Poms like to learn new things and enjoy being the center of attention, so teaching them tricks is a perfect way to bond with them while providing them with exercise and mental stimulation.
Pomeranian Grooming, Bathing & Coat:
The Pomeranian may be a dog that does require frequent bathing and grooming. This compact, active double-coated dog features a short, dense undercoat with a profuse harsh textured outer coat. A characteristic of the breed is its heavily plumed tail. This coat must be bathed as frequently as weekly up to not than every three weeks so as to prevent the dog from becoming matted and tangled. The care and maintenance of the coat set the foundation for obtaining healthy skin and coat. When the coat is dirty, the hair shaft becomes rough and eventually breaks down, which may cause the coat to become damaged. It can also contribute to the beginning formation of the cobweb matting that forms close to the skin. This kind of matting, if left unattended, can cause the event of various skin issues. Therefore, keeping the coat clean and healthy is of utmost importance to take care of the profuse, dense, double coat.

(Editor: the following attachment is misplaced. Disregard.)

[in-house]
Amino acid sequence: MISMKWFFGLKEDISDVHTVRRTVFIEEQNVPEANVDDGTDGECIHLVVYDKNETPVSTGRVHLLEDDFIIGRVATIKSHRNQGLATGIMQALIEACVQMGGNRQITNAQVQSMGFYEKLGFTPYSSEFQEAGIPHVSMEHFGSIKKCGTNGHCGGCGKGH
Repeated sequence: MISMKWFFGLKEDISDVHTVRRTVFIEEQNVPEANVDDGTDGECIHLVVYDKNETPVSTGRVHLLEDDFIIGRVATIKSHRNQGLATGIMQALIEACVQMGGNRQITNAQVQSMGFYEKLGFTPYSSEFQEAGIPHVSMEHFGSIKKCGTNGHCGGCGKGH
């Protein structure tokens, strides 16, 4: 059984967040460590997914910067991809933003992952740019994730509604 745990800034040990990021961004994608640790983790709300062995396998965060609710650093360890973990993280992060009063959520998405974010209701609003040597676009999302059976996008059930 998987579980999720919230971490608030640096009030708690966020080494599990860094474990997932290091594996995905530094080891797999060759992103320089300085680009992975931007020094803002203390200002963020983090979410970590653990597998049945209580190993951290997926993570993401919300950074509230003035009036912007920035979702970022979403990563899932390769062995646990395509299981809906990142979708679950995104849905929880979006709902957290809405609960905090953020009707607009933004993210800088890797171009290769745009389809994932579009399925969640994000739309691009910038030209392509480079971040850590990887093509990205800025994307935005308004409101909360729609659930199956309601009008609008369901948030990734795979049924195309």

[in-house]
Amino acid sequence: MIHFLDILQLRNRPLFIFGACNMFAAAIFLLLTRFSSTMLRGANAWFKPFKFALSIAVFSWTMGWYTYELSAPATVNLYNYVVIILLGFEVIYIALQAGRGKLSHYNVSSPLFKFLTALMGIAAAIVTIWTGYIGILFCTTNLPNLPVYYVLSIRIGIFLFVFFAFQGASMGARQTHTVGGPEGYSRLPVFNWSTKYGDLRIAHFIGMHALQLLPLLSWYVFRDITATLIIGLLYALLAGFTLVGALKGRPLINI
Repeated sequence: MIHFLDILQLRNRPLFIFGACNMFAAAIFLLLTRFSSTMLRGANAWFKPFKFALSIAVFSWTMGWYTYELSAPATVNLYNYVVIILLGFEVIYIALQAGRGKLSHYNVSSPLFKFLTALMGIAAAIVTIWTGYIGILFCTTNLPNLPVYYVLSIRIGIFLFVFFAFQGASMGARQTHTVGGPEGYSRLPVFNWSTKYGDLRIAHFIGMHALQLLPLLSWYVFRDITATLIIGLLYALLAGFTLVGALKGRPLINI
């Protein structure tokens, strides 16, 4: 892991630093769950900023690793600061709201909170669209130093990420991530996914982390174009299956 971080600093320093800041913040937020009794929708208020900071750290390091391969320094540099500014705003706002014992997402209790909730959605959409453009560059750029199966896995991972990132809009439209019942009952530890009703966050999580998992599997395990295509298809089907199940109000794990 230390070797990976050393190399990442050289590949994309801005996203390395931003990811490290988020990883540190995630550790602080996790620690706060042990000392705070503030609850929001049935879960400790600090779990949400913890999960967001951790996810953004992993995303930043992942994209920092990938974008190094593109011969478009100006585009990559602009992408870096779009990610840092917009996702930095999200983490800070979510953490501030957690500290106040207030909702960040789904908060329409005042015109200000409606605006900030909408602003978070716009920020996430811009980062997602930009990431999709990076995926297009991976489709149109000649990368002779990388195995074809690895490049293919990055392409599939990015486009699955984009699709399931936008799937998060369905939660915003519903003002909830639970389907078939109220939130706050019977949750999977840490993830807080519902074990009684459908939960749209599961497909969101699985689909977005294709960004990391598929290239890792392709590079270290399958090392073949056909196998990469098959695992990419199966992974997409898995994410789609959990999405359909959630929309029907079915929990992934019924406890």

Bathing a Pomeranian is an acquired skill that takes patience and perseverance. After the coat is wet, apply the shampoo by squeezing it through the coat, ensuring you’ve got worked it through the coat down to the skin. Thorough shampooing will contribute to building a healthy, strong, and manageable coat. it’s a good idea to cool the water temperature down when rinsing the coat slightly.
Pomeranian Dog Exercise:
As much as Pomeranians enjoy being lapdogs and family companions, they are doing benefit from some exercise and enjoy the possibility to run, play, and go for walks. Make sure to keep a close eye on your Pom when he or she is outside. they’re notorious for escaping through small crevices or gaps in fencing or climbing over short fencing. Small breeds like Pomeranians are often mistaken for rabbits or squirrels by large, predatory birds like hawks and owls, so it’s vital to keep a Pom undercover or stick with them at all times. When taking your Pom for a walk, take care of your surroundings. Other dogs who aren’t controlled can easily hurt your Pom.